- Title: The Letters of John F. Kennedy
by John F. Kennedy (Author), Martin W. Sandler (Editor)
- Publication: Bloomsbury, (7 Nov 2013), Hardcover, 384 pp. £20
- ISBN-13: 978-1408830451
- Read: 1 January – 24 January 2020
- Rating: Excellent ★★★★✩ | Goodreads: ★★★★✩ (4.46)
The Letters of John F. Kennedy is a good collection of personal letters and official correspondence between known and celebrated individuals and world leaders. You receive a brief overview into the Cuban missile crisis and the exchange of letters from Chairman Khrushchev, but also Kennedy’s view on the civil rights movement and the on-going every day issues that his Administration dealt with.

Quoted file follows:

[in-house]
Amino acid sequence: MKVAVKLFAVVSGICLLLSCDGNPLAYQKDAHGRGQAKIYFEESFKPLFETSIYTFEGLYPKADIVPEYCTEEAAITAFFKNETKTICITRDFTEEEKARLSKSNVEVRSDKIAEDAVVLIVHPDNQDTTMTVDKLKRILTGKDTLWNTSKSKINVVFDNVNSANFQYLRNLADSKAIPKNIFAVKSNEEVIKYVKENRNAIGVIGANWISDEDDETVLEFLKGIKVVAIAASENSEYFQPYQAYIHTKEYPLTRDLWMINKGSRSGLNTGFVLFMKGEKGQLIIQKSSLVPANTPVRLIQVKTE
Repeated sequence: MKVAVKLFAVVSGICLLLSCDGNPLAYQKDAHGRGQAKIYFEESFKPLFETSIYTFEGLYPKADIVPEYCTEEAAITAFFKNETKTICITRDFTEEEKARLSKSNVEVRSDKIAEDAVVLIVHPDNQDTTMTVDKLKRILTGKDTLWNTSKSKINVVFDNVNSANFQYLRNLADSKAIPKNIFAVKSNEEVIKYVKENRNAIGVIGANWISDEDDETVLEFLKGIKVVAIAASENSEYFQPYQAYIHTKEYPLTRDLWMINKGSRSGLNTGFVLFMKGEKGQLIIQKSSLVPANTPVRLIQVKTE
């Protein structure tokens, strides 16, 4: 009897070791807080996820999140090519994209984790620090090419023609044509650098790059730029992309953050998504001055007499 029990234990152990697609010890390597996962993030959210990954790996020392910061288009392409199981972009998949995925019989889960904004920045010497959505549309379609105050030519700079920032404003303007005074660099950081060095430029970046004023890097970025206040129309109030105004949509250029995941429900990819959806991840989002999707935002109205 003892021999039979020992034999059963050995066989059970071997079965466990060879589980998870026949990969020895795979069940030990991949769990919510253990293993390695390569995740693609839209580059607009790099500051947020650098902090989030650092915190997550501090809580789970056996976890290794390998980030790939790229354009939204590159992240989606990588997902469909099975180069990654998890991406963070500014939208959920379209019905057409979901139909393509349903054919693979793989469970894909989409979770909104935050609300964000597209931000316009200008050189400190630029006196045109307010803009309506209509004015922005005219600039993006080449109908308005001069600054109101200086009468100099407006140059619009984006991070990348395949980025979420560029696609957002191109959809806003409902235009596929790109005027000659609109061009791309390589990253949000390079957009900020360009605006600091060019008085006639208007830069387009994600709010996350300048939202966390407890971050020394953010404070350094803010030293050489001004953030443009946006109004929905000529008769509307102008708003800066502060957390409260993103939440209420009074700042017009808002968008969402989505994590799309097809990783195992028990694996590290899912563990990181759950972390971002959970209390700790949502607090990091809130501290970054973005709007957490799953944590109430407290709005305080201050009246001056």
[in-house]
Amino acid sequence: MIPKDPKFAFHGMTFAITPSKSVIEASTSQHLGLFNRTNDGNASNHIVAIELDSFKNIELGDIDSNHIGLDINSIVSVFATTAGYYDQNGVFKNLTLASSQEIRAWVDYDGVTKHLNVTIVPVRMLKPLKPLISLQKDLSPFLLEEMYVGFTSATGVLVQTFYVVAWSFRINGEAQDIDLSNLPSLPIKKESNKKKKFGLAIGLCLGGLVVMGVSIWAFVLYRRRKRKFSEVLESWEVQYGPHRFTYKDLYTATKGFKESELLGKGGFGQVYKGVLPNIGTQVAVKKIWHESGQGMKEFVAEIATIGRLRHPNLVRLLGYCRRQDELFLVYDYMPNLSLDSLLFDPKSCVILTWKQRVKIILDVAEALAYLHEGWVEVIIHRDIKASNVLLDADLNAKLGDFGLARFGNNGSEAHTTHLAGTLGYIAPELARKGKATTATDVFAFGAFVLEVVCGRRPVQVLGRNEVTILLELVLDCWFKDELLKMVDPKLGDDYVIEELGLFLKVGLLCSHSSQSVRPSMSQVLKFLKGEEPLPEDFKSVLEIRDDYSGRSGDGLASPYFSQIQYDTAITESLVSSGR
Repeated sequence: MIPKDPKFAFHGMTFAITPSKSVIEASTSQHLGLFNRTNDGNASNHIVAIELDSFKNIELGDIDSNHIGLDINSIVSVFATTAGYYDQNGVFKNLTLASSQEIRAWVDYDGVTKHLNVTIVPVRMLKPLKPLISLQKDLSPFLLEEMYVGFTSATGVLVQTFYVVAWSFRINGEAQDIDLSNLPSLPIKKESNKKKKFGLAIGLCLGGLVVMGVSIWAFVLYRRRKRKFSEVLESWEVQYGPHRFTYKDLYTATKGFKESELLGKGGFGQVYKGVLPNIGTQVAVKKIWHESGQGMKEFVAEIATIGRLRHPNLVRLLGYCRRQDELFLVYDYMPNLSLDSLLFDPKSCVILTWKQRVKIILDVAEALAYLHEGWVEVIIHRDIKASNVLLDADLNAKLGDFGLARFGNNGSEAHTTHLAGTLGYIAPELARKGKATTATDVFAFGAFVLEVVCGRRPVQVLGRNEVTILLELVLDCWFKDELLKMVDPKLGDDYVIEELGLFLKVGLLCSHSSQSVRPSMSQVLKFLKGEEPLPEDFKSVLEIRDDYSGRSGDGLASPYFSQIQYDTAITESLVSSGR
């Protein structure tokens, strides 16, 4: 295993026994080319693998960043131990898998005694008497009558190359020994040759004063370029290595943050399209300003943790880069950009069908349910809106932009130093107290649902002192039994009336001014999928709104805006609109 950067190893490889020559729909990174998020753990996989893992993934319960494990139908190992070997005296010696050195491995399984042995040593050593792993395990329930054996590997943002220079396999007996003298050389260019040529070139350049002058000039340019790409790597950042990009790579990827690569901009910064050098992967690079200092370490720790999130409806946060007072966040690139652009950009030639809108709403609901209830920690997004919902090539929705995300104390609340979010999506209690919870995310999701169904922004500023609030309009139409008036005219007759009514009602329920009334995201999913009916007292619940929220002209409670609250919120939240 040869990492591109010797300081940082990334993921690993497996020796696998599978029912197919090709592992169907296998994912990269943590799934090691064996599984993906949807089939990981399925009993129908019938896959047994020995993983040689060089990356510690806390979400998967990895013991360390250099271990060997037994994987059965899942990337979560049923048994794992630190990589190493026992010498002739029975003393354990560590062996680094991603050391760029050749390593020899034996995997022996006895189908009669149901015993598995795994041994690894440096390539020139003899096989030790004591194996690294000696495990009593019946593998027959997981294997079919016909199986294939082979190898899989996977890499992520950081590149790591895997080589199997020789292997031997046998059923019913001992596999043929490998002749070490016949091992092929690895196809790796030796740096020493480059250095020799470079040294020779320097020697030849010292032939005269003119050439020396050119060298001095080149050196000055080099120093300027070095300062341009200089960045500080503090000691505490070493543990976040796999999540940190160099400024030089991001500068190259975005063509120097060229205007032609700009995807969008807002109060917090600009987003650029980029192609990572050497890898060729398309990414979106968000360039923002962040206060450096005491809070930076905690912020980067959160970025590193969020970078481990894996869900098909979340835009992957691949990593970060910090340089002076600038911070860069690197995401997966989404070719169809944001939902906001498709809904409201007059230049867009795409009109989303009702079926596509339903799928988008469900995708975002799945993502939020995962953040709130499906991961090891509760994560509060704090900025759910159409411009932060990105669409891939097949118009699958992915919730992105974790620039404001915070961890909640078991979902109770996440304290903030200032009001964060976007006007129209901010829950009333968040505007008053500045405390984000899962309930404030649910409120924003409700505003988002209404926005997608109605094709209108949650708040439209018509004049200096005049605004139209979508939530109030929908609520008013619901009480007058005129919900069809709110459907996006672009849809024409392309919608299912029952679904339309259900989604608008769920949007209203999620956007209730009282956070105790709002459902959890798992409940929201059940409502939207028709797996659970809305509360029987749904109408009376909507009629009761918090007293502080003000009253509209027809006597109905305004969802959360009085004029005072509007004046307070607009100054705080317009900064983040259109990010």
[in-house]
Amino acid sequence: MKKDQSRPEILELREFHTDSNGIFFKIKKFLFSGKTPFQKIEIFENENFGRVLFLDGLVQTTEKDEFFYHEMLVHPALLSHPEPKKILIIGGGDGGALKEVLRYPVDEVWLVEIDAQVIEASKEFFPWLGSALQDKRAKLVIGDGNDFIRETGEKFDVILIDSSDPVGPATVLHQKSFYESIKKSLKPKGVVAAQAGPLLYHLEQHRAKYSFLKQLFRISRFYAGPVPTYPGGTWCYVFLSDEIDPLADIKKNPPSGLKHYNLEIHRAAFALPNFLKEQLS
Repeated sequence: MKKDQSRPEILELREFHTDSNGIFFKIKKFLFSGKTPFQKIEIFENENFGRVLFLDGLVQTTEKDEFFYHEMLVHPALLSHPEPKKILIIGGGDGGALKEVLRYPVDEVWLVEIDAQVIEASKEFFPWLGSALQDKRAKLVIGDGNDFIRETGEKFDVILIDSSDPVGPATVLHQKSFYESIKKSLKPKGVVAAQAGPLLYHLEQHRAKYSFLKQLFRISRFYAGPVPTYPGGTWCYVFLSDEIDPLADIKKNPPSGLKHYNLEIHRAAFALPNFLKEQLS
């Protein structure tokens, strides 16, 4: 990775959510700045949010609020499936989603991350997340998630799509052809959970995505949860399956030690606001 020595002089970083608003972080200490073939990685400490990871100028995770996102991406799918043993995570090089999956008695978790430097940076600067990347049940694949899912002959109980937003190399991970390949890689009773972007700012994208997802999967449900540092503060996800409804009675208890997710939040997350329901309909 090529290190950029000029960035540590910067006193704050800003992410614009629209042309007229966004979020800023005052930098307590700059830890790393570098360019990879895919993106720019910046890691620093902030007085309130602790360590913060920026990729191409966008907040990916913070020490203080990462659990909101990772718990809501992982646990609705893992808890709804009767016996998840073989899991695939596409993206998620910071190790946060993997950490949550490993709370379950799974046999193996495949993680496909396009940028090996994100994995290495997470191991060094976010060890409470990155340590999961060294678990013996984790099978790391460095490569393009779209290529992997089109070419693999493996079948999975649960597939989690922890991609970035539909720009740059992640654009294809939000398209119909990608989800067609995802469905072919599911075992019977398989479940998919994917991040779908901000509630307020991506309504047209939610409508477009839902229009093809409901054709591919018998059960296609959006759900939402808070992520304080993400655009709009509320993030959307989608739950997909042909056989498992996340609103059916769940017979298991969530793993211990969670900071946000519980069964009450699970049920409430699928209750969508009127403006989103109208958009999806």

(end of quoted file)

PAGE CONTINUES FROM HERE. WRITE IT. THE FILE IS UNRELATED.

I was quite astounded as to how close and real nuclear war was and how that affected ordinary Americans in their day-to-day lives. The letter of September 7, 1961 to the nation comes to mind.
I would have liked to have seen more letters by European leaders and by the Queen, Elizabeth II, but I assume as this book has been targeted towards the US market rather than the U.K. that would not include such. You are left with a want for more images/scans of the original letters and a further back story of the aftermath would have been wonderful if included. Nevertheless, you see another side of JFK in these letters that is quite inspiring to see. His quick wit, intelligence, and charm makes me want to learn more about him and it’s admirable to see that he had achieved so much in less than three years in office.
In all, I quite enjoyed reading this collection, though as mentioned above, I did feel left with a want, an emptiness for more information as you conclude reading the letters, and ask yourself: ‘what then?’